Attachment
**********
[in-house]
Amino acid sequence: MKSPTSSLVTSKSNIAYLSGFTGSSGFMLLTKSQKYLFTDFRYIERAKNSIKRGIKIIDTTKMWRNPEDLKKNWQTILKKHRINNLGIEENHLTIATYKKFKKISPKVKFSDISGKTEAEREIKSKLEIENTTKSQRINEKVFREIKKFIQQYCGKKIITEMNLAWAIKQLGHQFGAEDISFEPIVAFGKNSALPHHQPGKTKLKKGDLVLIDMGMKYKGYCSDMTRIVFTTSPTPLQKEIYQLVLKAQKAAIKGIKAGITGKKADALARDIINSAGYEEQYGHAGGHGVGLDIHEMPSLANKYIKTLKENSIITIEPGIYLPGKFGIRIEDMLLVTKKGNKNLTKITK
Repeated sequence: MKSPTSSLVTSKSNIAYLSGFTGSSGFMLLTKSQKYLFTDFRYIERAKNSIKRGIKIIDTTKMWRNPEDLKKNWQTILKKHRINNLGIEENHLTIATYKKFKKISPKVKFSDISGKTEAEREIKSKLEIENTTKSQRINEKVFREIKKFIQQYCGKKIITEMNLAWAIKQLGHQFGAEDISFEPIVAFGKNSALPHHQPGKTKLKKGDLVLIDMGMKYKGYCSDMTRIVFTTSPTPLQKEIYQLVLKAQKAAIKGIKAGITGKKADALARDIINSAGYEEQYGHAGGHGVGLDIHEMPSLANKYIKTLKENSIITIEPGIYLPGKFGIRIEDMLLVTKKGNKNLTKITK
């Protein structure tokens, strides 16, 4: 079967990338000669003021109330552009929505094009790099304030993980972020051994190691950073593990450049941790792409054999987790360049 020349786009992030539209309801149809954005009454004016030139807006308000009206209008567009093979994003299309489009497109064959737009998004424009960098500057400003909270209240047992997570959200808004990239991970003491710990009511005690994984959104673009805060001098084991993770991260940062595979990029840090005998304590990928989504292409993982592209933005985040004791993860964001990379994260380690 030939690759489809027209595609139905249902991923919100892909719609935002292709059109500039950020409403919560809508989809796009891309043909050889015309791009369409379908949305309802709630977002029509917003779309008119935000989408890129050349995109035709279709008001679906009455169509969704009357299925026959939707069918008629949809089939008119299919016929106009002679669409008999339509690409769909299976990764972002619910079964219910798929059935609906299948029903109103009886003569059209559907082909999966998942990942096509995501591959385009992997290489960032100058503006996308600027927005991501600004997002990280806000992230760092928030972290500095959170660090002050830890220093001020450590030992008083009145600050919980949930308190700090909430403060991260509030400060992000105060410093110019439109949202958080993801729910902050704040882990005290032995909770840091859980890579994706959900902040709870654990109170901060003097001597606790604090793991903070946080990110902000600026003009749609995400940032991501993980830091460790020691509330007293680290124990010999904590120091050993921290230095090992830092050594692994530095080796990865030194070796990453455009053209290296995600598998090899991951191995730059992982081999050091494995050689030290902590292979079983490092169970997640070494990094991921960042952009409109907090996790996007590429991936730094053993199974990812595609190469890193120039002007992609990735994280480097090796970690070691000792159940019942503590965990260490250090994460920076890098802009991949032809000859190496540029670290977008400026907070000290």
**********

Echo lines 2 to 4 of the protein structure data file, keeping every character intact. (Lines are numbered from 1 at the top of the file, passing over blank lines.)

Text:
Amino acid sequence: MKSPTSSLVTSKSNIAYLSGFTGSSGFMLLTKSQKYLFTDFRYIERAKNSIKRGIKIIDTTKMWRNPEDLKKNWQTILKKHRINNLGIEENHLTIATYKKFKKISPKVKFSDISGKTEAEREIKSKLEIENTTKSQRINEKVFREIKKFIQQYCGKKIITEMNLAWAIKQLGHQFGAEDISFEPIVAFGKNSALPHHQPGKTKLKKGDLVLIDMGMKYKGYCSDMTRIVFTTSPTPLQKEIYQLVLKAQKAAIKGIKAGITGKKADALARDIINSAGYEEQYGHAGGHGVGLDIHEMPSLANKYIKTLKENSIITIEPGIYLPGKFGIRIEDMLLVTKKGNKNLTKITK
Repeated sequence: MKSPTSSLVTSKSNIAYLSGFTGSSGFMLLTKSQKYLFTDFRYIERAKNSIKRGIKIIDTTKMWRNPEDLKKNWQTILKKHRINNLGIEENHLTIATYKKFKKISPKVKFSDISGKTEAEREIKSKLEIENTTKSQRINEKVFREIKKFIQQYCGKKIITEMNLAWAIKQLGHQFGAEDISFEPIVAFGKNSALPHHQPGKTKLKKGDLVLIDMGMKYKGYCSDMTRIVFTTSPTPLQKEIYQLVLKAQKAAIKGIKAGITGKKADALARDIINSAGYEEQYGHAGGHGVGLDIHEMPSLANKYIKTLKENSIITIEPGIYLPGKFGIRIEDMLLVTKKGNKNLTKITK
């Protein structure tokens, strides 16, 4: 079967990338000669003021109330552009929505094009790099304030993980972020051994190691950073593990450049941790792409054999987790360049 020349786009992030539209309801149809954005009454004016030139807006308000009206209008567009093979994003299309489009497109064959737009998004424009960098500057400003909270209240047992997570959200808004990239991970003491710990009511005690994984959104673009805060001098084991993770991260940062595979990029840090005998304590990928989504292409993982592209933005985040004791993860964001990379994260380690 030939690759489809027209595609139905249902991923919100892909719609935002292709059109500039950020409403919560809508989809796009891309043909050889015309791009369409379908949305309802709630977002029509917003779309008119935000989408890129050349995109035709279709008001679906009455169509969704009357299925026959939707069918008629949809089939008119299919016929106009002679669409008999339509690409769909299976990764972002619910079964219910798929059935609906299948029903109103009886003569059209559907082909999966998942990942096509995501591959385009992997290489960032100058503006996308600027927005991501600004997002990280806000992230760092928030972290500095959170660090002050830890220093001020450590030992008083009145600050919980949930308190700090909430403060991260509030400060992000105060410093110019439109949202958080993801729910902050704040882990005290032995909770840091859980890579994706959900902040709870654990109170901060003097001597606790604090793991903070946080990110902000600026003009749609995400940032991501993980830091460790020691509330007293680290124990010999904590120091050993921290230095090992830092050594692994530095080796990865030194070796990453455009053209290296995600598998090899991951191995730059992982081999050091494995050689030290902590292979079983490092169970997640070494990094991921960042952009409109907090996790996007590429991936730094053993199974990812595609190469890193120039002007992609990735994280480097090796970690070691000792159940019942503590965990260490250090994460920076890098802009991949032809000859190496540029670290977008400026907070000290």